The second student is Brian Knutson, who was a postdoctoral fellow in my lab in the early 1990s. He arrived as a social-personality psychologist who had never worked on the brain, and he left as an affective neuroscientist. He is the fellow who discovered that rats emit abundant 50 kHz chirps while playing, and he exploited that fine phenomenon toward a better understanding of SEEKING urges in the brain—that is, it’s a behavioral sign of eagerness. After Brian left our lab for bigger and better things at NIH, he took the lessons of the SEEKING system along to develop paradigms with human brain imaging and indicated how this system lights up when folks are anticipating winning money. I joke that he can justifiably now be called the father of neuroeconomics. Brian well deserves the tenured position he now holds at Stanford University.
Last but not least, Steve Siviy, who did almost a decade of postdoctoral work before taking a position at Gettysburg College (currently the chair of the Department of Psychology there), was the first student who was profoundly captivated by play research proceeding in my lab in the mid-1980s. He tracked down touch as the main regulator of play in rats. Through skilled maneuvers, he also succeeded in identifying areas in the brain, such as the parafascicular nucleus of the thalamus, that really do regulate the play urge. It is easy to reduce play with many kinds of brain damage, but few of them are specific effect—namely lesions that do not damage other behaviors of similar complexity. Steve has continued a solid, consistently productive program of play research at Gettysburg.
Many others have participated in this journey too, and I thank them all for their dedication and enthusiasm.
AJP: What’s next for your own research? Where will you take us next?
Panksepp: Well, I recently suffered through a four-month medical leave to help vanquish—hopefully—a recalcitrant treatment-resistant lymphoma. My wife was concurrently treated for a different type of lymphoma. We just found out that we are both in remission! The effectiveness of the stem- cell transplant procedure, which allowed the use of lethal levels of chemo- therapy, followed by radiation, was apparently more effective than several earlier failed treatments. Thus, if the body prevails, so, hopefully, will the soul. Right now our research program here at Washington State University is focused on the utility of playful activities in reducing depressive symptoms in animal models. Meanwhile, at Northwestern, where I sustain a collaboration with Jeff Burgdorf and Joseph R. Moskal, we are hoping to crack key biochemical issues about the underlying neural systems and develop new neuropharmacological ideas for treating depression and other psychiatric disorders characterized by affective imbalances.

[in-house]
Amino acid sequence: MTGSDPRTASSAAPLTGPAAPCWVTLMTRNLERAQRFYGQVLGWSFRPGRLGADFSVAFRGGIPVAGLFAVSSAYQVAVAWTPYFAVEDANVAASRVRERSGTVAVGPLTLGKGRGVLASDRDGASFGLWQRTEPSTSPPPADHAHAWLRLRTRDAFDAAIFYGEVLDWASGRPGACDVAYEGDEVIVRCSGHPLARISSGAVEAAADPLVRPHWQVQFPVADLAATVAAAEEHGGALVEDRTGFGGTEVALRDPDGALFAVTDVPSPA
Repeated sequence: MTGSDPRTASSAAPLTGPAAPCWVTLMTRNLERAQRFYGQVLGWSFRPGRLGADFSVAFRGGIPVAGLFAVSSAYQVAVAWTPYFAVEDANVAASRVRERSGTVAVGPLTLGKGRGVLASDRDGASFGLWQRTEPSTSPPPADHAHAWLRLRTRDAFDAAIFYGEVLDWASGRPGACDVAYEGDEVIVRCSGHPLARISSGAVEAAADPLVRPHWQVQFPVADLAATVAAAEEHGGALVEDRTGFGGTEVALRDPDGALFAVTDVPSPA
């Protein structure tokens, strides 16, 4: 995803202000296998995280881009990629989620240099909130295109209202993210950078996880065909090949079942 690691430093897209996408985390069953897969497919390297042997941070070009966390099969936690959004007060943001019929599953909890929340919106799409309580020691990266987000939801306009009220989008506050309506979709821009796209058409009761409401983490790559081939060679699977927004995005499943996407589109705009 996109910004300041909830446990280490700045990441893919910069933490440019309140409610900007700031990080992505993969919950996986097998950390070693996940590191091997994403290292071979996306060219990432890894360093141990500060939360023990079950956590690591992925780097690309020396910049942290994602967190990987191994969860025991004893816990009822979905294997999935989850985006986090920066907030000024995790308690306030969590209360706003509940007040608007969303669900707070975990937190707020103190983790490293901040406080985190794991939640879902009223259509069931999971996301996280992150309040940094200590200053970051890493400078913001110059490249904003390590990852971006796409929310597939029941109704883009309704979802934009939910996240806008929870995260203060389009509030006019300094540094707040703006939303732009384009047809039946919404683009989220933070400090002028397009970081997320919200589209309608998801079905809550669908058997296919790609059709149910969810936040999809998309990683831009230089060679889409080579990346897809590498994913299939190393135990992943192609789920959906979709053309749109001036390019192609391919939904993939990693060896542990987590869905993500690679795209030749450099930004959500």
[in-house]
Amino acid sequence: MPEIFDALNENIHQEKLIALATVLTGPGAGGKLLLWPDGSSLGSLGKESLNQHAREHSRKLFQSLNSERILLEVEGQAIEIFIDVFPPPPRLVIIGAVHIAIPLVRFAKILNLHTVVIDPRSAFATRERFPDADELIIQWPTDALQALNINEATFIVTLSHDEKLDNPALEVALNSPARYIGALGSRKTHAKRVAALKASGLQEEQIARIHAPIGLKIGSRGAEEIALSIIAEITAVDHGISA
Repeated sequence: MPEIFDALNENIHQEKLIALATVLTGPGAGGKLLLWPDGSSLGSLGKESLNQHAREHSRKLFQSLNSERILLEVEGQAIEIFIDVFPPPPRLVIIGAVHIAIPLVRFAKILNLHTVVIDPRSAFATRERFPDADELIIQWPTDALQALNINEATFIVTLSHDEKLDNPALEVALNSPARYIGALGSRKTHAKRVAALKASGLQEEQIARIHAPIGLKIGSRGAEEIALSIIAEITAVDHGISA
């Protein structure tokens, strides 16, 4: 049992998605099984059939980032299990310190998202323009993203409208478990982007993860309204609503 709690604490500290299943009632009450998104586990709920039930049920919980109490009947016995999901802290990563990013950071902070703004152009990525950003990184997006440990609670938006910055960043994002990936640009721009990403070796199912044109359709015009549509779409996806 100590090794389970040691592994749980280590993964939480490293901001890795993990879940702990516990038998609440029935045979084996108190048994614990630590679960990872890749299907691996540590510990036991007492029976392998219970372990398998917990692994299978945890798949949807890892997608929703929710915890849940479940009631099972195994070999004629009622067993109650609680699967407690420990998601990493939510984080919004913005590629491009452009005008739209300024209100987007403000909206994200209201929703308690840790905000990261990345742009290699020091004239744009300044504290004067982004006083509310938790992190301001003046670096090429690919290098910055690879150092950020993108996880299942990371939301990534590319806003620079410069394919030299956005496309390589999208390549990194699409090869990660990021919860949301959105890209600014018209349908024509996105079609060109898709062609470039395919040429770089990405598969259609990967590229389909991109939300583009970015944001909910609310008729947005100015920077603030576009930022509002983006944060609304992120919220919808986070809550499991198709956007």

If we could find the resources, and cultural support, it would be wonder- ful to evaluate the concept of play sanctuaries to counteract some of the psychological problems that are increasingly emerging during early childhood, such as ADHD. We ran a feasibility study with my last clinical student, Eric Scott, in the Bowling Green public school system, and it looked promising. Most folks, especially those who hold the purse strings for research, seem to be having a difficult time understanding the potential of such sanctuaries and how they would need to be run. I expect that when this utopian idea is finally well implemented, some visionary will even seek to extend it to the cross-cultural level—to have summer camps where young children from diverse cultures can be brought together to enjoy the blessings of free play with each other, under the watchful eyes of caring adults, of course. Perhaps our penchant for cross-cultural conflicts might diminish further if we nourished such playful friendships.